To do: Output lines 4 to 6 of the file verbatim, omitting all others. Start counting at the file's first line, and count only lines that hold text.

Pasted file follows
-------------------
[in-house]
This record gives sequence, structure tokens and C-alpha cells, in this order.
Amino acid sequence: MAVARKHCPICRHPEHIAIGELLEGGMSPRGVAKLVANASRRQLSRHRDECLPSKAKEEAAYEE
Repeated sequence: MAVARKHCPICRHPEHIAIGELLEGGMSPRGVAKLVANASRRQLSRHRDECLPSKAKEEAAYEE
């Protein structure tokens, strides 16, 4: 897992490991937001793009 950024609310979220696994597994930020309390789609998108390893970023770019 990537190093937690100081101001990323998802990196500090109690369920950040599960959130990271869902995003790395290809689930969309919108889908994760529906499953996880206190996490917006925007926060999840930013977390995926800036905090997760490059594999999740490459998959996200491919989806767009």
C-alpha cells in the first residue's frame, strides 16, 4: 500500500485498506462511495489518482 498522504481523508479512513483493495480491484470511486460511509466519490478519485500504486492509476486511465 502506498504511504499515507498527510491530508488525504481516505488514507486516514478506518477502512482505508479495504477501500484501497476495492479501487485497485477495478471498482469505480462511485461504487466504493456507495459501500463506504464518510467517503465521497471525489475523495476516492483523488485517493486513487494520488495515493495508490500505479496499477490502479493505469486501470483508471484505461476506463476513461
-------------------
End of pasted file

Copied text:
Repeated sequence: MAVARKHCPICRHPEHIAIGELLEGGMSPRGVAKLVANASRRQLSRHRDECLPSKAKEEAAYEE
């Protein structure tokens, strides 16, 4: 897992490991937001793009 950024609310979220696994597994930020309390789609998108390893970023770019 990537190093937690100081101001990323998802990196500090109690369920950040599960959130990271869902995003790395290809689930969309919108889908994760529906499953996880206190996490917006925007926060999840930013977390995926800036905090997760490059594999999740490459998959996200491919989806767009």
C-alpha cells in the first residue's frame, strides 16, 4: 500500500485498506462511495489518482 498522504481523508479512513483493495480491484470511486460511509466519490478519485500504486492509476486511465 502506498504511504499515507498527510491530508488525504481516505488514507486516514478506518477502512482505508479495504477501500484501497476495492479501487485497485477495478471498482469505480462511485461504487466504493456507495459501500463506504464518510467517503465521497471525489475523495476516492483523488485517493486513487494520488495515493495508490500505479496499477490502479493505469486501470483508471484505461476506463476513461